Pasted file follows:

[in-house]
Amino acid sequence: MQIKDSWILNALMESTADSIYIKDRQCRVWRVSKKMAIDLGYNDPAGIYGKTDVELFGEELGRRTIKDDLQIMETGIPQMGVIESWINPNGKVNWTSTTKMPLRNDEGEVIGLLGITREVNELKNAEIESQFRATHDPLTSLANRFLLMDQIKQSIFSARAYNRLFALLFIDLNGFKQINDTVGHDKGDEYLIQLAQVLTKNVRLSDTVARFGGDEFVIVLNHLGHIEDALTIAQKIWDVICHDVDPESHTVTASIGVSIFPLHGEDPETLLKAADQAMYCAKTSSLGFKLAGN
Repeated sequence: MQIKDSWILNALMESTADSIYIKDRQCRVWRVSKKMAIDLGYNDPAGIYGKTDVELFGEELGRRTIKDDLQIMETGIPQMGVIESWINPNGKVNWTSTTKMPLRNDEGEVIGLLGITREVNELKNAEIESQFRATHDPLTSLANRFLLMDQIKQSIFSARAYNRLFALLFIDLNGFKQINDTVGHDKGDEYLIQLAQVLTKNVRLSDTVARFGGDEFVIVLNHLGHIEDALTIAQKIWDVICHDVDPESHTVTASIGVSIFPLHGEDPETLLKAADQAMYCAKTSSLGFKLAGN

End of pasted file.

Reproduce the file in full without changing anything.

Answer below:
[in-house]
Amino acid sequence: MQIKDSWILNALMESTADSIYIKDRQCRVWRVSKKMAIDLGYNDPAGIYGKTDVELFGEELGRRTIKDDLQIMETGIPQMGVIESWINPNGKVNWTSTTKMPLRNDEGEVIGLLGITREVNELKNAEIESQFRATHDPLTSLANRFLLMDQIKQSIFSARAYNRLFALLFIDLNGFKQINDTVGHDKGDEYLIQLAQVLTKNVRLSDTVARFGGDEFVIVLNHLGHIEDALTIAQKIWDVICHDVDPESHTVTASIGVSIFPLHGEDPETLLKAADQAMYCAKTSSLGFKLAGN
Repeated sequence: MQIKDSWILNALMESTADSIYIKDRQCRVWRVSKKMAIDLGYNDPAGIYGKTDVELFGEELGRRTIKDDLQIMETGIPQMGVIESWINPNGKVNWTSTTKMPLRNDEGEVIGLLGITREVNELKNAEIESQFRATHDPLTSLANRFLLMDQIKQSIFSARAYNRLFALLFIDLNGFKQINDTVGHDKGDEYLIQLAQVLTKNVRLSDTVARFGGDEFVIVLNHLGHIEDALTIAQKIWDVICHDVDPESHTVTASIGVSIFPLHGEDPETLLKAADQAMYCAKTSSLGFKLAGN